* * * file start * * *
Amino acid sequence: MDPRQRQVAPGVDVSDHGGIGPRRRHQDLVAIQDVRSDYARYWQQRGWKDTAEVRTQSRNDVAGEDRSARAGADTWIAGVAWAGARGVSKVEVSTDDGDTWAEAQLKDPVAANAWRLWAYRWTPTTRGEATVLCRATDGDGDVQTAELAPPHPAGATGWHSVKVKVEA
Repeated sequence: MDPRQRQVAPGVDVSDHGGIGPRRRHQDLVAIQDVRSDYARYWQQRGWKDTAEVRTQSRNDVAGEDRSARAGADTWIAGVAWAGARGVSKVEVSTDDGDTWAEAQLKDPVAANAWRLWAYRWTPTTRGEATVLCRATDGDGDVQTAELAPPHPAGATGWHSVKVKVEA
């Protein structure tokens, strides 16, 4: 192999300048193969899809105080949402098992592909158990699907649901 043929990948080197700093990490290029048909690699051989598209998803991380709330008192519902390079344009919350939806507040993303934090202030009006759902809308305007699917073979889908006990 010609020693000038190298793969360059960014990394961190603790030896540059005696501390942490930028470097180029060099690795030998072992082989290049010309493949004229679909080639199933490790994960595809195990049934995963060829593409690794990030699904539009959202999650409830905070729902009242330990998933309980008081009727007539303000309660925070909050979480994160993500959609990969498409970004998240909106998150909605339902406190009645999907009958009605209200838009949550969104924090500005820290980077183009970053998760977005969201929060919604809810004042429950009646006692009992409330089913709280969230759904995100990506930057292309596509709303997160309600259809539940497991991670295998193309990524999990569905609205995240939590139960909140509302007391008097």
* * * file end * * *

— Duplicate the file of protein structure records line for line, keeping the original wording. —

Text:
Amino acid sequence: MDPRQRQVAPGVDVSDHGGIGPRRRHQDLVAIQDVRSDYARYWQQRGWKDTAEVRTQSRNDVAGEDRSARAGADTWIAGVAWAGARGVSKVEVSTDDGDTWAEAQLKDPVAANAWRLWAYRWTPTTRGEATVLCRATDGDGDVQTAELAPPHPAGATGWHSVKVKVEA
Repeated sequence: MDPRQRQVAPGVDVSDHGGIGPRRRHQDLVAIQDVRSDYARYWQQRGWKDTAEVRTQSRNDVAGEDRSARAGADTWIAGVAWAGARGVSKVEVSTDDGDTWAEAQLKDPVAANAWRLWAYRWTPTTRGEATVLCRATDGDGDVQTAELAPPHPAGATGWHSVKVKVEA
């Protein structure tokens, strides 16, 4: 192999300048193969899809105080949402098992592909158990699907649901 043929990948080197700093990490290029048909690699051989598209998803991380709330008192519902390079344009919350939806507040993303934090202030009006759902809308305007699917073979889908006990 010609020693000038190298793969360059960014990394961190603790030896540059005696501390942490930028470097180029060099690795030998072992082989290049010309493949004229679909080639199933490790994960595809195990049934995963060829593409690794990030699904539009959202999650409830905070729902009242330990998933309980008081009727007539303000309660925070909050979480994160993500959609990969498409970004998240909106998150909605339902406190009645999907009958009605209200838009949550969104924090500005820290980077183009970053998760977005969201929060919604809810004042429950009646006692009992409330089913709280969230759904995100990506930057292309596509709303997160309600259809539940497991991670295998193309990524999990569905609205995240939590139960909140509302007391008097």